Boeing fires new thin-disk laser at high average power and beam quality

June 4, 2008--The Boeing Company (St. Louis, Mo.) has developed and fabricated a laser system of a new "thin-disk" design intended for use as a tactical weapon, and has fired the laser system repeatedly in recent tests, achieving what it says is the highest known simultaneous power, beam quality, and run time for any solid-state laser to date.

June 4, 2008--The Boeing Company (St. Louis, Mo.) has developed and fabricated a laser system of a new "thin-disk" design intended for use as a tactical weapon, and has fired the laser system repeatedly in recent tests, achieving what it says is the highest known simultaneous power, beam quality, and run time for any solid-state laser to date.

In each laser firing at Boeing's facility in West Hills, California, the laser achieved power levels of greater than 25 kilowatts for multisecond durations, with a measured beam quality that Boeing says is good enough for a tactical weapon. The Boeing laser integrates multiple thin-disk lasers into a single system. Boeing believes that through its recent tests, its laser team has proven that its design could be scaled to a 100-kilowatt-class system based on the same architecture and technology.

"Solid-state lasers will revolutionize the battlefield by giving the warfighter an ultra-precision engagement capability that can dramatically reduce collateral damage," said Scott Fancher, vice president and general manager of Boeing Missile Defense Systems.

The thin-disk laser is an initiative to demonstrate that solid-state laser technologies are now ready to move out of the laboratory and into full development as weapon systems. Solid-state lasers are powered by electricity, making them highly mobile and supportable on the battlefield; a competing technology--chemical lasers--can also be highly mobile, but the difficulty of handling large amounts of chemicals makes them less easy to support.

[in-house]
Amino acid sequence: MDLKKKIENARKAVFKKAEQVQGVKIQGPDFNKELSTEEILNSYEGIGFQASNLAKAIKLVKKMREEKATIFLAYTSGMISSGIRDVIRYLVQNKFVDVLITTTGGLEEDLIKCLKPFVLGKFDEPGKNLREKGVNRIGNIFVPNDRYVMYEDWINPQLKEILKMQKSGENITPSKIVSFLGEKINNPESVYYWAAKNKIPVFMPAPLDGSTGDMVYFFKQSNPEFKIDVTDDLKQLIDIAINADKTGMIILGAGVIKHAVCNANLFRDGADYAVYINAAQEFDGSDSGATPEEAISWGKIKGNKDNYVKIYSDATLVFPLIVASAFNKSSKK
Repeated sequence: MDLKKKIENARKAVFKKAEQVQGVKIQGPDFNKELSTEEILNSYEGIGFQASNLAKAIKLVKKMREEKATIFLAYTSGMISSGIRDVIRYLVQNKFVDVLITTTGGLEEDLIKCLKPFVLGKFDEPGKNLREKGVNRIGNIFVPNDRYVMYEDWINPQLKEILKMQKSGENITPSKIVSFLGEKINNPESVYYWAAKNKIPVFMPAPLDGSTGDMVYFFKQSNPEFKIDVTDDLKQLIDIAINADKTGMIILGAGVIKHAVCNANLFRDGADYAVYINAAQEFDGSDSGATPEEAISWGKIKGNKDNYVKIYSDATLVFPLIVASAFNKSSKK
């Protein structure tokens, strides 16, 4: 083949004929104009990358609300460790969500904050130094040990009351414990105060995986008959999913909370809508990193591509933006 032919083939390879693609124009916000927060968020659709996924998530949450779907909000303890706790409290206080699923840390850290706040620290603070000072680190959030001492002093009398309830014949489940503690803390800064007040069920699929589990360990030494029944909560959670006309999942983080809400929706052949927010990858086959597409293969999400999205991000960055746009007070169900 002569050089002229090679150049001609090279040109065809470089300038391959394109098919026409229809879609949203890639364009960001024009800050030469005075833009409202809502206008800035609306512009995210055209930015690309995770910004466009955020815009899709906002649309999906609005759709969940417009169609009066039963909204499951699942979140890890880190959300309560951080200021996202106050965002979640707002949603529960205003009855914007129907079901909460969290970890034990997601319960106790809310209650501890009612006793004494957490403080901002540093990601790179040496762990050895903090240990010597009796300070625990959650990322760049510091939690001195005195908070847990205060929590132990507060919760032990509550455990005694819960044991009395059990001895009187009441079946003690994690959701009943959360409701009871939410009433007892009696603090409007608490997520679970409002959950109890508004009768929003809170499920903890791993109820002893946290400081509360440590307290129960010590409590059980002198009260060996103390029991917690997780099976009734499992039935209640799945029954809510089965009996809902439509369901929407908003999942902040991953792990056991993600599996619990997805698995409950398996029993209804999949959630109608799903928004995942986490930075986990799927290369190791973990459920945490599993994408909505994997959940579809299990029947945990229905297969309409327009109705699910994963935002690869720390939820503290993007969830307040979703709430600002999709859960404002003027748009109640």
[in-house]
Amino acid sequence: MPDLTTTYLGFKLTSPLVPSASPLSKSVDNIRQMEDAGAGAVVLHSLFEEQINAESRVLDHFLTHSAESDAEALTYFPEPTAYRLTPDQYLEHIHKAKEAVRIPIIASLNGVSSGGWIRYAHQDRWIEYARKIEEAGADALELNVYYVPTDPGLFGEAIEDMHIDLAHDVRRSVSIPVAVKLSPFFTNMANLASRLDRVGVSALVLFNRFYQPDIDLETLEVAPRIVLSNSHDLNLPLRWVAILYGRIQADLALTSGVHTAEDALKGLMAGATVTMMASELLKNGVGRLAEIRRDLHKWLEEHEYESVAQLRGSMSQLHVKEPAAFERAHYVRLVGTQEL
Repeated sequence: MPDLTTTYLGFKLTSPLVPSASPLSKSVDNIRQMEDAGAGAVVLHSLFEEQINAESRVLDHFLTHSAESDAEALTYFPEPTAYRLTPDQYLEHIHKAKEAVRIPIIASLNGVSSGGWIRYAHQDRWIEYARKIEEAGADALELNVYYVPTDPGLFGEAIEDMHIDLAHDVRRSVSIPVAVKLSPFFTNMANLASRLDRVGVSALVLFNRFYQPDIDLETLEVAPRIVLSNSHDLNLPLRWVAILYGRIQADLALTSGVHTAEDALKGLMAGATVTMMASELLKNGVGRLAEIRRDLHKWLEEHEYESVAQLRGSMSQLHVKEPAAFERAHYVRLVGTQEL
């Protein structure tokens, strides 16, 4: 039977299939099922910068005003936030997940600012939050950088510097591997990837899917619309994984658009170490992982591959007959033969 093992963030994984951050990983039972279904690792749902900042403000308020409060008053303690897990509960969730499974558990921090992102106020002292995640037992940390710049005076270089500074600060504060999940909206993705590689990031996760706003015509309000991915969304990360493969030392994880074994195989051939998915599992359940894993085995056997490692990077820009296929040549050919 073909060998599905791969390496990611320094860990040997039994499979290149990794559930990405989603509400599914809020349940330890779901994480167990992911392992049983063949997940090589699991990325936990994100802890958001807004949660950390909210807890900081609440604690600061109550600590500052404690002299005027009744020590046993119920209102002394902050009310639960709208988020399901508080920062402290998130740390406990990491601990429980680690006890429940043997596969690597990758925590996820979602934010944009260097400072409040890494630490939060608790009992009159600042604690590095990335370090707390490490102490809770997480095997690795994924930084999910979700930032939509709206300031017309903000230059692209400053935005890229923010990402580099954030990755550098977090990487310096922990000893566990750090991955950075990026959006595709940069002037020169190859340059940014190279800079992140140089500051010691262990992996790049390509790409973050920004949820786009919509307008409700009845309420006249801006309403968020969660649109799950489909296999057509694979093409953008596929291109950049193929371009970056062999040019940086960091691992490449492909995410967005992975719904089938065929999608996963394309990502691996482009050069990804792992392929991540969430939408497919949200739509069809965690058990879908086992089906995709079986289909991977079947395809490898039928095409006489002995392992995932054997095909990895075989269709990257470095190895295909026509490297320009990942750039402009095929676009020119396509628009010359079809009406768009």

The thin-disk laser represents the most electrically efficient solid-state laser technology known, says Boeing. Its thin-disk system is designed to meet the rapid-fire, rapid-retargeting requirements of area-defense, anti-missile, and anti-mortar tactical high-energy laser systems. Boeing also describes it as ideal for non-lethal, ultra-precision strike missions urgently needed by warfighters in war zones.

Boeing's approach incorporates a series of commercial off-the-shelf, state-of-the-art lasers used in the automotive industry. These industrial lasers have demonstrated exceedingly high reliability, supportability and maintainability. Boeing's approach mimics that of some of the most-successful commercial laser vendors, who often use already-developed commercial laser sources as pump sources for their solid-state lasers.

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